Opening the Gates
Middle Eastern Dance from a Tantric Perspective
by Amy Hubert
Encoded within the movements of Middle Eastern dance is the potential for spiritual awakening. The serious Middle Eastern dancer has the potential to function as a self-initiated priestess within the community. A priestess actively develops her energy body, cultivates self-awareness, and acts as a conduit for higher spiritual forces in the community. The priestess connects people to each other by providing a focal point for ritual celebrations where she consciously accesses creative and unitive energies. In contrast to a time when sacred dance happened in temples, today we call these rituals performances.
We will look at the elements in Middle Eastern dance that contribute to spiritual awakening from a Tantric perspective. Although an understanding of the view of traditional Tantra is essential to Tantric spiritual practice, it is well beyond the scope of this article. Credit for much of the language and concepts presented here goes to my spiritual teacher, Lar Short. He has made it possible for me to explain “how it works.”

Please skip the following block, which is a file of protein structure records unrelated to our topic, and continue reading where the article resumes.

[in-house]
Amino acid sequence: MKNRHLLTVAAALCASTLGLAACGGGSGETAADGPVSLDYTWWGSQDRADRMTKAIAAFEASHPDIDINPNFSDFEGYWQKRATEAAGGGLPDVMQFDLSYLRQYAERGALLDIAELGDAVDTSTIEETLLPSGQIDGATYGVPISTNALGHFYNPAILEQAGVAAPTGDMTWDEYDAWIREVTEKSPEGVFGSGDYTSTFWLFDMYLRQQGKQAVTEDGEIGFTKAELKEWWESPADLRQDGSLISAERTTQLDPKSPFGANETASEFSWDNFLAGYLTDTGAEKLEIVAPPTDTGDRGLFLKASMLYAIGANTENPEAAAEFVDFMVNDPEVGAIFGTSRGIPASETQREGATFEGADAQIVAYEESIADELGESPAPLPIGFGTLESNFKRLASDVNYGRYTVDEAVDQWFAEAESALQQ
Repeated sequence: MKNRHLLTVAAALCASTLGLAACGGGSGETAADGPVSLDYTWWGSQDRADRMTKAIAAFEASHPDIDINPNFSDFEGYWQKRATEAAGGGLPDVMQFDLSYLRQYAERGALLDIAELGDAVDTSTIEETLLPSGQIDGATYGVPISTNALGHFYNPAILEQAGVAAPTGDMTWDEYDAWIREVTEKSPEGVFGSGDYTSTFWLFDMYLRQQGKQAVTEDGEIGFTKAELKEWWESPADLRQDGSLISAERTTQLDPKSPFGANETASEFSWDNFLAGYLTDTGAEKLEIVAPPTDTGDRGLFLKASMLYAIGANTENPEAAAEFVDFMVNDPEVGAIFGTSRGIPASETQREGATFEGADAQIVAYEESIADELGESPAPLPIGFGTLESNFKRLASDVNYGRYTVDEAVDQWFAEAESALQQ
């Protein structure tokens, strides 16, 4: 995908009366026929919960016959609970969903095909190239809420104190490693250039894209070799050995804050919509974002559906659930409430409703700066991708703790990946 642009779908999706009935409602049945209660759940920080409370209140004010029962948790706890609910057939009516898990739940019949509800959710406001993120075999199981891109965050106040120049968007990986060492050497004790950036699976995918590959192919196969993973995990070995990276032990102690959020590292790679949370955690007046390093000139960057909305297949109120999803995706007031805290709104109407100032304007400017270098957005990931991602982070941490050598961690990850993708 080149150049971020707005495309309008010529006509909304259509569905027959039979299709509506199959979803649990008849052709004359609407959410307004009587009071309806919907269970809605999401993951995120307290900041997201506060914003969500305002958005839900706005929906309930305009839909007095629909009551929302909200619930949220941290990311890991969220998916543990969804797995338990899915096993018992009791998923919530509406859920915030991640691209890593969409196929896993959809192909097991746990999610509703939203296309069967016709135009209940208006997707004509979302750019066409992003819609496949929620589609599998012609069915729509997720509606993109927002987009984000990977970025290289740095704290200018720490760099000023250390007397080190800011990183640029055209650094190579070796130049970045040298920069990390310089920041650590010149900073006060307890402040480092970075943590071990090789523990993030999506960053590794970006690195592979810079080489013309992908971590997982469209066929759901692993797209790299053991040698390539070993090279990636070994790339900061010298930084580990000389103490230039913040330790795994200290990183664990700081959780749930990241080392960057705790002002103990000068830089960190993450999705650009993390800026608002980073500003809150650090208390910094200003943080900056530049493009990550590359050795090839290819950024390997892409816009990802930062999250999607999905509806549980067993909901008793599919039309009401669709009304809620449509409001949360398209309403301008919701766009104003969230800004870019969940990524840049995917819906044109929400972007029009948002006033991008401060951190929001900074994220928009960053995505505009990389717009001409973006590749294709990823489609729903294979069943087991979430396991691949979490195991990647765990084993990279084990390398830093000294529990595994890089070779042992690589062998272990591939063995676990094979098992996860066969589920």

Traditional Tantra is a system of spiritual development that works with everything as energy moving in space. The Tantric learns to digest and refine all experience as energy that can be used to build an independent soul and spiritual body. Tantra is a science of the mind that provides maps for spiritual growth embracing both the body and spirit. The traditional accomplished Tantric perceives the elemental energies moving as physical forms in space.
Dance, at it’s most exquisite, is energy moving through form dancing in the vastness of space expressing essence. In a truly soulful performance the dancer opens and connects very deep parts of herself with the audience. The dancer reveals her human passion beyond technique or choreography. Witnessing this type of performance is very intimate. We say a dancer is “graceful” or “exquisite.” We sense something beyond the obvious physical dance that touches us inside. The dancer’s awareness and our awareness meet. In this meeting magic happens.